The National Institutes of Health (NIH) has awarded researchers in Rice University's new BioScience Research Collaborative (BRC) a $2 million Grand Opportunity (GO) grant to develop a fast, inexpensive test for oral cancer that a dentist could perform simply by using a brush to collect a small sample of cells from a patient's mouth.
“We want to provide an accurate diagnosis for oral cancer in less than 30 minutes using a minimally invasive test that requires no scalpels or off-site lab tests,” said principal investigator John McDevitt, Rice’s Brown-Wiess Professor in Bioengineering and Chemistry. “The payoff for this could be tremendous because oral cancers today are typically diagnosed much too late in their development.”
NIH established the GO grant program to support projects that address large, specific research endeavors that are likely to deliver near-term growth and investment in biomedical research and development, public health and health care delivery. GO grant funding was provided by the American Recovery and Reinvestment Act.
If oral cancer is detected early, the prognosis for patients is excellent, with a five-year survival rate of more than 90%. Unfortunately, the actual five-year survival rate for oral squamous cell carcinoma is only about 50%, among the lowest rates for all major cancers. Oral squamous cell carcinoma affects about 300,000 people per year worldwide, and most cases are diagnosed in their late stages.
The new test is possible because of a novel microchip invented in McDevitt’s lab. This “lab-on-a-chip” uses the latest techniques in microchip design, nanotechnology, microfluidics, image analysis, pattern recognition and biotechnology to shrink many of the main functions of a state-of-the-art clinical pathology laboratory onto a microchip the size of a postage stamp.
The microchips are mounted on disposable, plastic cards that are slotted into a battery-powered analyzer. A brush-biopsy sample is placed on the card and microfluidic circuits wash cells from the sample into a reaction chamber. The cells pass through mini-fluidic channels about the size of small veins and come in contact with “biomarkers” that react only with specific types of diseased cells. The machine uses two LEDs, or light-emitting diodes, to light up various regions of the cells and cell compartments. Healthy and diseased cells can be distinguished from one another by the way they glow in response to the LEDs.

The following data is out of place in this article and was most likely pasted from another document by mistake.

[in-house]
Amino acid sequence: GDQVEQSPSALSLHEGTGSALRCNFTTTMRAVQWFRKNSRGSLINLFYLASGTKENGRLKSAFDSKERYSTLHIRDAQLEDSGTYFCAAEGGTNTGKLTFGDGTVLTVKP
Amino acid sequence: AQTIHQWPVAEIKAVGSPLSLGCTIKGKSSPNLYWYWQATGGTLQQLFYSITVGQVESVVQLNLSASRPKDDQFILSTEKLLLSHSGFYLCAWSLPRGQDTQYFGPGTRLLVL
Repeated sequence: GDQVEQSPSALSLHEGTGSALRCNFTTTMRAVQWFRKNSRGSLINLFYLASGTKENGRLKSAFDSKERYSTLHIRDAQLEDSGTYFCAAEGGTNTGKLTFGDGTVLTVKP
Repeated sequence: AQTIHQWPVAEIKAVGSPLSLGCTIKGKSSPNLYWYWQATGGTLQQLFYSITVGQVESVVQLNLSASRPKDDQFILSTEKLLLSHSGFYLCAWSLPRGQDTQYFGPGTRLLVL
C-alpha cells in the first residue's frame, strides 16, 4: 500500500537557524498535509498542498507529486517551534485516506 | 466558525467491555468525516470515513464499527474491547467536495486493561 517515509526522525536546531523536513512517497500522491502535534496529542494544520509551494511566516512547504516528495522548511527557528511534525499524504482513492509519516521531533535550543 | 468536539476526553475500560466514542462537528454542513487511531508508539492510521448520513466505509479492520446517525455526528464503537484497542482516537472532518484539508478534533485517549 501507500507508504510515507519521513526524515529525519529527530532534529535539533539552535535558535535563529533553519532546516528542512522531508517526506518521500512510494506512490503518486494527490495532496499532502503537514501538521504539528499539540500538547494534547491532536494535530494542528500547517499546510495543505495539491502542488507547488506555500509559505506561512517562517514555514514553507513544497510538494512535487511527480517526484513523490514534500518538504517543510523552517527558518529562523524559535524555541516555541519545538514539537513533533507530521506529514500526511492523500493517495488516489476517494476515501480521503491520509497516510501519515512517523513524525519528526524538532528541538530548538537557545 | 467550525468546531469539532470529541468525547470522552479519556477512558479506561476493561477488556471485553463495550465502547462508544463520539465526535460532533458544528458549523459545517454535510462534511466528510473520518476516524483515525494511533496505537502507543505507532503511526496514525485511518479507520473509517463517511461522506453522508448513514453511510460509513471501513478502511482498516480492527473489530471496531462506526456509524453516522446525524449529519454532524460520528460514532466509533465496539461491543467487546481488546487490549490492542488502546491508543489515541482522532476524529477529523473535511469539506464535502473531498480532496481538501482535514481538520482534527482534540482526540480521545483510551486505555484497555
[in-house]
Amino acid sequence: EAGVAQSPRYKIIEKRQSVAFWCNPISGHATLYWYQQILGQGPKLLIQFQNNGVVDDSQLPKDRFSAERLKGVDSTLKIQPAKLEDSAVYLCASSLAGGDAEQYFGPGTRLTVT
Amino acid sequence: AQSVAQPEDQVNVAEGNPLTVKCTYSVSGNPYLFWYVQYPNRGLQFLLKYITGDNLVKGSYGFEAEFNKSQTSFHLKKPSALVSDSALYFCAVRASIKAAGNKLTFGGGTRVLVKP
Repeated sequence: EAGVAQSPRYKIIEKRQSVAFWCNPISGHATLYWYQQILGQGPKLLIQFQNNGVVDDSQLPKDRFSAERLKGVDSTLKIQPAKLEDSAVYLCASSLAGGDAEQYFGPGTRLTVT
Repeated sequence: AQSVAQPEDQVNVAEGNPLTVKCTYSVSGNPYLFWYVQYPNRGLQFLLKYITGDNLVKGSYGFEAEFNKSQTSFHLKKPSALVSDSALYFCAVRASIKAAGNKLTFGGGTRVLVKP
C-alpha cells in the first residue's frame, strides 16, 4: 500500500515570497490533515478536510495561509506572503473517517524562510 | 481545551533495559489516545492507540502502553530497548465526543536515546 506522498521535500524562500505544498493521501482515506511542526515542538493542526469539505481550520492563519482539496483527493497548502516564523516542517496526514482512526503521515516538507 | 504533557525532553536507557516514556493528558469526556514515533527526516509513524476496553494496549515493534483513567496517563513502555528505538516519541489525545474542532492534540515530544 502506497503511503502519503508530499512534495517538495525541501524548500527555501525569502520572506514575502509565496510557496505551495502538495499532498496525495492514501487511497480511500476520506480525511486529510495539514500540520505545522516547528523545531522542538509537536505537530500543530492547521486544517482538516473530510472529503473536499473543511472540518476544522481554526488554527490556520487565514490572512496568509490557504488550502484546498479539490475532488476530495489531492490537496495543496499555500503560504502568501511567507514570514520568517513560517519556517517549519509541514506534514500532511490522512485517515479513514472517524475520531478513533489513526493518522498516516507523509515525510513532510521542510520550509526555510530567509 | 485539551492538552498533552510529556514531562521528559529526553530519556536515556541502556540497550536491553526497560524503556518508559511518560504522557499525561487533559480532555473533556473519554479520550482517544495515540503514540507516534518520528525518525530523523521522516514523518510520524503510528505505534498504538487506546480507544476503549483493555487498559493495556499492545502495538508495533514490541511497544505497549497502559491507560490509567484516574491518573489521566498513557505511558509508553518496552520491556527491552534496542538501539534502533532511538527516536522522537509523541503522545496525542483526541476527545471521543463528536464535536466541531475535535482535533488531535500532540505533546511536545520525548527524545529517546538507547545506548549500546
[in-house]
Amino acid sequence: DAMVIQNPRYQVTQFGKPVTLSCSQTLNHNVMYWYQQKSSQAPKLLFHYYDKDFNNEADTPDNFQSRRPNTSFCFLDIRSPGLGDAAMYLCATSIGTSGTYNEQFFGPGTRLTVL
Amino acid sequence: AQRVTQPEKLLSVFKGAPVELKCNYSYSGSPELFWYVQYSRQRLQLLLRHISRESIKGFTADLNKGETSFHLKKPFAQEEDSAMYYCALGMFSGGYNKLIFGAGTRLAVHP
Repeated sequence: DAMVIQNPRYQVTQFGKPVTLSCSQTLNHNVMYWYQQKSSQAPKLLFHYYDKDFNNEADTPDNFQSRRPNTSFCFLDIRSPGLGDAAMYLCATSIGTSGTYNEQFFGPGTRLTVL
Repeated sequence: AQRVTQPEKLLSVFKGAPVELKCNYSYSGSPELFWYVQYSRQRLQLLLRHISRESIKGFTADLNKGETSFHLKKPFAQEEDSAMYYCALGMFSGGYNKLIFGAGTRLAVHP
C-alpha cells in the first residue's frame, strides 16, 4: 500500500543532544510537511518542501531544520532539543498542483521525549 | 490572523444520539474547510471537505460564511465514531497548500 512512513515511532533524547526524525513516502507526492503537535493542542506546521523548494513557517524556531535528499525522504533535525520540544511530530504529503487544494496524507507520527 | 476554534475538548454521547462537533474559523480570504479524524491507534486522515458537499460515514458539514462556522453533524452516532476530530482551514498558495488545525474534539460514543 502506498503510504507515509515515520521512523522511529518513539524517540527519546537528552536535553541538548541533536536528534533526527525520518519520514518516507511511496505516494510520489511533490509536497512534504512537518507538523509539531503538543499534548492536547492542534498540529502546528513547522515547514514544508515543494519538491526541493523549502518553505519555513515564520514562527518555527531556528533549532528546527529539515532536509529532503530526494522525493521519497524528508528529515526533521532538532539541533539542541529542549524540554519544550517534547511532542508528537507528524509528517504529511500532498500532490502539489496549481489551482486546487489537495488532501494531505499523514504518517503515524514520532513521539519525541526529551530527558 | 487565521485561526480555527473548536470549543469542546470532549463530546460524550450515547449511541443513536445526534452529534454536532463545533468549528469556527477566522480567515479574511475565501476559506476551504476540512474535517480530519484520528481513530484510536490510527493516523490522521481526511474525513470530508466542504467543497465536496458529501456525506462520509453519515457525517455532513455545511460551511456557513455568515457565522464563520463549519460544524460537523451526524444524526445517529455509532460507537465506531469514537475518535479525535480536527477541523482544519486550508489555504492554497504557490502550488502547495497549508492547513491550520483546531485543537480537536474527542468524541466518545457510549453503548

The oral-cancer test will be developed in collaboration with scientists at the University of Texas M.D. Anderson Cancer Center, the University of Texas Health Science Center at Houston, the University of Texas Health Science Center at San Antonio and the University of Sheffield in the UK. In addition to cancer, McDevitt’s lab is developing tests for heart attacks and HIV, and it is developing a process to produce the disposable cards for pennies apiece.
“An affordable oral-cancer test that can be performed painlessly and quickly in either a regular visit at the doctor or dentist’s office benefits patients and clinicians by detecting cancer earlier and lowering health care costs,” McDevitt said.